Esporte Andre Brasil Gives Raw and Emotional Commentary on Para Ineligibility

Esporte Andre Brasil Gives Raw and Emotional Commentary on Para Ineligibility

Esporte

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Reported by Annika Johnson. Read full article here.
On April 6th, Andre Brasil and the Brazilian Paralympic Committee (CPB) announced that the Cologne Regional Court has ruled in favor of the International Paralympic Committee’s decision to reclassify Brasil as ineligible. This effectively ends Brasil’s 14-year-long Paralympic career.

“We call this change in ranking one of the saddest episodes in the history of global paralympics,” the CPB wrote in their official statement.

“The CPB considers that the change in the classification process, implemented in mid-2018 by the IPC, of which Andre Brasil was one of the victims, was not followed by science or research…

“In addition to bringing imbalance, it changed the order of the Paralympic classes, occurred mid-cycle, already half of the preparation for the Tokyo Games underway, it has affected the system brutally.”

We covered Brasil’s case against his reclassification in-depth back in February when Brasil and the CPB filed the lawsuit against the International Paralympic Committee. You can read about it in full here.

Some of the main arguments of Brasil’s case were that his classification process was allegedly flawed, the basis of the classification was invalid, and the IPC did not take into account an independent scientific study Brasil provided of him and his impairment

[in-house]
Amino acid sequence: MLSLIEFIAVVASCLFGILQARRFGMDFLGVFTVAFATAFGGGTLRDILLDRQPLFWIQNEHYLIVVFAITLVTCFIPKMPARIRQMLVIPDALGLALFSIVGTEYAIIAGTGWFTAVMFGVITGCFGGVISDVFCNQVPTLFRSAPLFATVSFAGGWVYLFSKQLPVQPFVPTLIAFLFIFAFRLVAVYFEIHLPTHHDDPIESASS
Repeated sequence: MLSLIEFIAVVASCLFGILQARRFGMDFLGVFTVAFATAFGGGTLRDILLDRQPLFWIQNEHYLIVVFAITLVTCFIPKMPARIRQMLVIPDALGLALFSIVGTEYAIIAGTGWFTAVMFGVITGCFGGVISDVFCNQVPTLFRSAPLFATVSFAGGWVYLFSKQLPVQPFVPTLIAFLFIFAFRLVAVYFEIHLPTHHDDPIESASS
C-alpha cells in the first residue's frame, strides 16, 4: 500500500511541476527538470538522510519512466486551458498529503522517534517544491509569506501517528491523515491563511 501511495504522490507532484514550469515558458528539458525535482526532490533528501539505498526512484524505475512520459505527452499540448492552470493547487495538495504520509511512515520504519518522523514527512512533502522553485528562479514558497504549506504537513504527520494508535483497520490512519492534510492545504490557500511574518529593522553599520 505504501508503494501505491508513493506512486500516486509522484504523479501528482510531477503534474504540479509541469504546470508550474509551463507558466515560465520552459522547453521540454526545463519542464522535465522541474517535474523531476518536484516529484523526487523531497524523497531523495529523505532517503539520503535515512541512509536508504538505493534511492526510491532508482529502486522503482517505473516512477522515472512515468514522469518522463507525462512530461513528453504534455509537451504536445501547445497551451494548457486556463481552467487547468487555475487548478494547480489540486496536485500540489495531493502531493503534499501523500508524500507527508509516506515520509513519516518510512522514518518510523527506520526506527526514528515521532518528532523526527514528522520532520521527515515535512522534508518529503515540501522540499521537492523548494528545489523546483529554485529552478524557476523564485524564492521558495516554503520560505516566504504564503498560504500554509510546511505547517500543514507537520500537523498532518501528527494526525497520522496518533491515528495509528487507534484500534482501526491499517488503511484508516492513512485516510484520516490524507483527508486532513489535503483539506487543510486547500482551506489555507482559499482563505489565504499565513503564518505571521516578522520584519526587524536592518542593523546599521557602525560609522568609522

Brasil’s lawyer, German sports lawyer Alexander Engelhard, told SwimSwam that Brasil missed the eligibility range by 1 point during the mandatory Paralympic reclassifications in 2019.

“There is a scale from zero to 300 points. To be classified in S10, an athlete has to reach between 266-285 points. Andre had 286,” Engelhard explained. S10 is the Paralympic class that includes athletes with the least severe physical impairments. Therefore Brasil being deemed ineligible as an S10 effectively ended his para swimming career in butterfly, backstroke, and freestyle.

We reached out to Brasil last week for comment but he did not respond. He did upload a 2-minute long video to Instagram on April 9th, though, titled “Fora dos Jogos” or “Out of the Games.” In the video, he is sitting in front of a display of his Paralympic medals and awards he has earned throughout his career. “They killed my dreams,” he said.

“There are many questions that stop [on my mind] and I’m still thinking: “what sport is this, man, that excludes a person who – notoriously – has a disability? Who lived for almost fifteen years in this movement and who suddenly cannot more?” What did I do wrong? Because that will not change! This is forever – he told Global Esporte on Saturday, pointing to his left leg.

“- I thought I could have my son a little older to see everything Dad did. Today, at the age of eight, he would have an understanding of things. He will only be able to see it on the internet. I think that would be the culmination for me,” said 36-year-old Brasil.